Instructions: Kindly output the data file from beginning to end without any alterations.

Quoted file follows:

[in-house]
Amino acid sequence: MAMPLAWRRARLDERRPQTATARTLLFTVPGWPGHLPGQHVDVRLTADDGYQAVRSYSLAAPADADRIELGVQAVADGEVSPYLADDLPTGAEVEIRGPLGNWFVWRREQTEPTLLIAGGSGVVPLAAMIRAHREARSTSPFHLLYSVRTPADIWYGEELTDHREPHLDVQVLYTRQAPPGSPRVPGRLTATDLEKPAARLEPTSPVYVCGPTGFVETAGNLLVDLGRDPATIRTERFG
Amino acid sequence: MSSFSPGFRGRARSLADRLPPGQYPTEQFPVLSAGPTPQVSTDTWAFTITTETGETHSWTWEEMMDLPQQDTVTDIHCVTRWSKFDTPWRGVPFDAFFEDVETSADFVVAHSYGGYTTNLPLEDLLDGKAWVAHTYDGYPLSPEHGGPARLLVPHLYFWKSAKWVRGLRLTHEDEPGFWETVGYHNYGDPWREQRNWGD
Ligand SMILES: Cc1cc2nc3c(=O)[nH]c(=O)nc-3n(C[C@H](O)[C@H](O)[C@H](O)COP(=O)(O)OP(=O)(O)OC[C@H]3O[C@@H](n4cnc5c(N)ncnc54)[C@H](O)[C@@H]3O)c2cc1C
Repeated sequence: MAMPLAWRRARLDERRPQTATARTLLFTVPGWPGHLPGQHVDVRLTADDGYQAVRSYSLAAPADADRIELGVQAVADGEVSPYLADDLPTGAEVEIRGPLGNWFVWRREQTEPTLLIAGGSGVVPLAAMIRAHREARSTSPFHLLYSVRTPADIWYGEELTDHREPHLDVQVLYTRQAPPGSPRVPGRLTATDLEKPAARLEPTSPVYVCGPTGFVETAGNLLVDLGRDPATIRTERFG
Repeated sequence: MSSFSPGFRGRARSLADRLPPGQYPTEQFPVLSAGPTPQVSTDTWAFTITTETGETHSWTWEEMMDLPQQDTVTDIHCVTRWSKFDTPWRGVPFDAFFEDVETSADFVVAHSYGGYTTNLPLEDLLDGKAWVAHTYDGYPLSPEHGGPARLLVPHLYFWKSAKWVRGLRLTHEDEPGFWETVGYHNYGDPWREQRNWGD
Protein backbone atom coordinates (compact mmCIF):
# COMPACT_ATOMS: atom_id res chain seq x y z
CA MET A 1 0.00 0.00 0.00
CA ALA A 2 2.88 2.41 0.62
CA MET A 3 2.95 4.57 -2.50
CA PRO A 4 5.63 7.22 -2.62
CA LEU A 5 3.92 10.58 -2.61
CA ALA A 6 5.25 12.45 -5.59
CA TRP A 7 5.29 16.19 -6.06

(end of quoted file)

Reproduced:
[in-house]
Amino acid sequence: MAMPLAWRRARLDERRPQTATARTLLFTVPGWPGHLPGQHVDVRLTADDGYQAVRSYSLAAPADADRIELGVQAVADGEVSPYLADDLPTGAEVEIRGPLGNWFVWRREQTEPTLLIAGGSGVVPLAAMIRAHREARSTSPFHLLYSVRTPADIWYGEELTDHREPHLDVQVLYTRQAPPGSPRVPGRLTATDLEKPAARLEPTSPVYVCGPTGFVETAGNLLVDLGRDPATIRTERFG
Amino acid sequence: MSSFSPGFRGRARSLADRLPPGQYPTEQFPVLSAGPTPQVSTDTWAFTITTETGETHSWTWEEMMDLPQQDTVTDIHCVTRWSKFDTPWRGVPFDAFFEDVETSADFVVAHSYGGYTTNLPLEDLLDGKAWVAHTYDGYPLSPEHGGPARLLVPHLYFWKSAKWVRGLRLTHEDEPGFWETVGYHNYGDPWREQRNWGD
Ligand SMILES: Cc1cc2nc3c(=O)[nH]c(=O)nc-3n(C[C@H](O)[C@H](O)[C@H](O)COP(=O)(O)OP(=O)(O)OC[C@H]3O[C@@H](n4cnc5c(N)ncnc54)[C@H](O)[C@@H]3O)c2cc1C
Repeated sequence: MAMPLAWRRARLDERRPQTATARTLLFTVPGWPGHLPGQHVDVRLTADDGYQAVRSYSLAAPADADRIELGVQAVADGEVSPYLADDLPTGAEVEIRGPLGNWFVWRREQTEPTLLIAGGSGVVPLAAMIRAHREARSTSPFHLLYSVRTPADIWYGEELTDHREPHLDVQVLYTRQAPPGSPRVPGRLTATDLEKPAARLEPTSPVYVCGPTGFVETAGNLLVDLGRDPATIRTERFG
Repeated sequence: MSSFSPGFRGRARSLADRLPPGQYPTEQFPVLSAGPTPQVSTDTWAFTITTETGETHSWTWEEMMDLPQQDTVTDIHCVTRWSKFDTPWRGVPFDAFFEDVETSADFVVAHSYGGYTTNLPLEDLLDGKAWVAHTYDGYPLSPEHGGPARLLVPHLYFWKSAKWVRGLRLTHEDEPGFWETVGYHNYGDPWREQRNWGD
Protein backbone atom coordinates (compact mmCIF):
# COMPACT_ATOMS: atom_id res chain seq x y z
CA MET A 1 0.00 0.00 0.00
CA ALA A 2 2.88 2.41 0.62
CA MET A 3 2.95 4.57 -2.50
CA PRO A 4 5.63 7.22 -2.62
CA LEU A 5 3.92 10.58 -2.61
CA ALA A 6 5.25 12.45 -5.59
CA TRP A 7 5.29 16.19 -6.06